Sports Business

CAA Is Dominant

Earlier this week, Liz Mullen and David Broughton wrote in Street & Smith’s SportsBusiness Journal the following statement: CAA Sports, in two short years of existence, has become the dominant sports agency in the United States.  Earlier this month, Jason Belzer positioned CAA as the second strongest American agency behind Wasserman Media Group (WMG).  The difference between earning the number one or number two spot is minimal and purely based on the opinion of who is making such rankings.  Both companies and the others highlighted by SBJ and Belzer are doing just fine and have little to worry about in the near future.

The way that CAA and WMG have acheived their successes in the sports domain has been through the acquisition of prominent agents.  Before CAA and WMG; however, the first company name that comes to my head when I hear acquisitions in the sports realm is Blue Equity (BEST).  In fact, BEST may soon see its name up there in the discussion with CAA and WMG as the top companies representing professional athletes.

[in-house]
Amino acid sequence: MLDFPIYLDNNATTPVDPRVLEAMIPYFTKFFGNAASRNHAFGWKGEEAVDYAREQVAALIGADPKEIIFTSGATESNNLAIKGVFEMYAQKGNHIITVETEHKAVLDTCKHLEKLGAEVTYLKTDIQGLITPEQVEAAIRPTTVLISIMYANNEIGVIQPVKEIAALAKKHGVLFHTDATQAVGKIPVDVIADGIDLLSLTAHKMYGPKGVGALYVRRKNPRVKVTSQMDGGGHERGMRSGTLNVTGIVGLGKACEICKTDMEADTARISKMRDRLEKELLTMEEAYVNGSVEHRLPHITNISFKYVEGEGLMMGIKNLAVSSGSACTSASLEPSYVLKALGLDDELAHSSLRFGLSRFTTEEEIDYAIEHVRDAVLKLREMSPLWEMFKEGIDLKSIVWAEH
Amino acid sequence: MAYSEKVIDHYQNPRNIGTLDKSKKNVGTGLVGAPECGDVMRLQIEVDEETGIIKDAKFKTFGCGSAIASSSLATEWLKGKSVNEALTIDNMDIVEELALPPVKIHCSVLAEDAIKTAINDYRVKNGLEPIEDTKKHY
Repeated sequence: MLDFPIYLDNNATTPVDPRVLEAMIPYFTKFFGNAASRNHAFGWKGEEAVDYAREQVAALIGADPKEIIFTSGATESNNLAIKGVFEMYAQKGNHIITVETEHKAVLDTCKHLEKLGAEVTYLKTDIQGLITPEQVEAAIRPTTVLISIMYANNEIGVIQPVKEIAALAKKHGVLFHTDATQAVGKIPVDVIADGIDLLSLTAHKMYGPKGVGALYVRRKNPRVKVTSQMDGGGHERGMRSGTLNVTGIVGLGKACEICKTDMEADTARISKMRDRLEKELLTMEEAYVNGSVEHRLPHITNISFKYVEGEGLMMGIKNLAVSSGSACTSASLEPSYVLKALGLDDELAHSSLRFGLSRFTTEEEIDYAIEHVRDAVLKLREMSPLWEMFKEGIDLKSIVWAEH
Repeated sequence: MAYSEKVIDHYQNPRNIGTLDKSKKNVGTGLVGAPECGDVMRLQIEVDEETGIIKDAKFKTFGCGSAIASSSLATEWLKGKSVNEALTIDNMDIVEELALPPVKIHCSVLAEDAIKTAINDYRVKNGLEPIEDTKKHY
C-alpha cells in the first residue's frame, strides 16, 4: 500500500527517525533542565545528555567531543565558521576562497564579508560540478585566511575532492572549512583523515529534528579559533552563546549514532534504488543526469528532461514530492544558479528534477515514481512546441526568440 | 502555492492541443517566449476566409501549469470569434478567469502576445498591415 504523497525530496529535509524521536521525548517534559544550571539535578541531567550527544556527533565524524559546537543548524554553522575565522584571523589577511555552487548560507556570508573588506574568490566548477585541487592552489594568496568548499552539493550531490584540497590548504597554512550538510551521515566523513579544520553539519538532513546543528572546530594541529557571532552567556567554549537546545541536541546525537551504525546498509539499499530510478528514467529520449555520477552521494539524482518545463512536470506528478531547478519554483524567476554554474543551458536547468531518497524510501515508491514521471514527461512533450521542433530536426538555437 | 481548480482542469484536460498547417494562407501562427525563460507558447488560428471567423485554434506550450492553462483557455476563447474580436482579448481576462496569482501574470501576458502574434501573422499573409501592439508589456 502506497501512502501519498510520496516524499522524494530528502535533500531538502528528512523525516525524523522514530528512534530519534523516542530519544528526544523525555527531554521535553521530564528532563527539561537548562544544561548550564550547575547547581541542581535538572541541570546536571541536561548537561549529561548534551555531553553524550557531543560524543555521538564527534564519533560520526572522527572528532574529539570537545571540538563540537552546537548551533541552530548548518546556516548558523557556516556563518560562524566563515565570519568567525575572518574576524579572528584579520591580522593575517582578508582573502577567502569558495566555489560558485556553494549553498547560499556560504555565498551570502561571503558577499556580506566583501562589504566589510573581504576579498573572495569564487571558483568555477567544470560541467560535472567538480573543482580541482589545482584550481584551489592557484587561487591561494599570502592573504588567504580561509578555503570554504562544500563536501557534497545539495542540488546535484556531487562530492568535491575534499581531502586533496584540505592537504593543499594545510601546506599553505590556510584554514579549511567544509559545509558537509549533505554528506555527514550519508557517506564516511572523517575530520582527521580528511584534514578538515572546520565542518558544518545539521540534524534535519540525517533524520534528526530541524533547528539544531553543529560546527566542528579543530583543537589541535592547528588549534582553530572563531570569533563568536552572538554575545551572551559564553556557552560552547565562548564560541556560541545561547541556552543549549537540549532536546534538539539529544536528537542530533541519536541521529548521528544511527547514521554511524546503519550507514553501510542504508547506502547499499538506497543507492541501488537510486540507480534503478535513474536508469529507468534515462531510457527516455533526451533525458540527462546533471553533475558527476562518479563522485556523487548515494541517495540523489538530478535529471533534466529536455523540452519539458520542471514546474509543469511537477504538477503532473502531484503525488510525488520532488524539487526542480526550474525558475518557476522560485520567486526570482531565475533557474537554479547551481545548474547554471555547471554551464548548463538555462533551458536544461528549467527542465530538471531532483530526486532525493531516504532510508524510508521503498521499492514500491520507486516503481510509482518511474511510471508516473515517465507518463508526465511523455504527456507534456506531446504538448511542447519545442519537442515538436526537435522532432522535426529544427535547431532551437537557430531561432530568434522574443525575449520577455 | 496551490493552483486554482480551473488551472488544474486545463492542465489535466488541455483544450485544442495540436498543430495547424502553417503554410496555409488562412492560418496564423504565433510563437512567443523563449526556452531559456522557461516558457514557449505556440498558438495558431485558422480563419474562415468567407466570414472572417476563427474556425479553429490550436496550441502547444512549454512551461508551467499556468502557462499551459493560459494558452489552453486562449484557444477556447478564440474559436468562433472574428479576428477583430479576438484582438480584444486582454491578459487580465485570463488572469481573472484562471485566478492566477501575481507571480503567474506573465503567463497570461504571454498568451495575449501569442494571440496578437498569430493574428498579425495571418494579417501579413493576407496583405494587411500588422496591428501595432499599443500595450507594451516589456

SBJ’s list of the top five agencies ranked based on the salaries of their athlete clients is as follows:

  1. CAA – $670 million
  2. WMG – $451 million
  3. Octagon – $333 million
  4. Boras Corp – $326 million
  5. Priority Sports – $279 million

By Darren Heitner

Darren Heitner created Sports Agent Blog as a New Year's Resolution on December 31, 2005. Originally titled, "I Want To Be A Sports Agent," the website was founded with the intention of causing Heitner to learn more about the profession that he wanted to join, meet reputable individuals in the space and force himself to stay on top of the latest news and trends.

Heitner now runs Heitner Legal, P.L.L.C., which is a law firm with many practice areas, including sports law and contract law. Heitner has represented numerous athletes and sports agents as legal counsel. He has also served as an Adjunct Professor at Indiana University Bloomington from 2011-2014, where he created and taught a course titled, Sport Agency Management, which included subjects ranging from NCAA regulations to athlete agent certification and the rules governing the profession. Heitner serves as an Adjunct Professor at the University of Florida Levin College of Law, where he teaches a Sports Law class that includes case law surrounding athlete agents and the NCAA rules.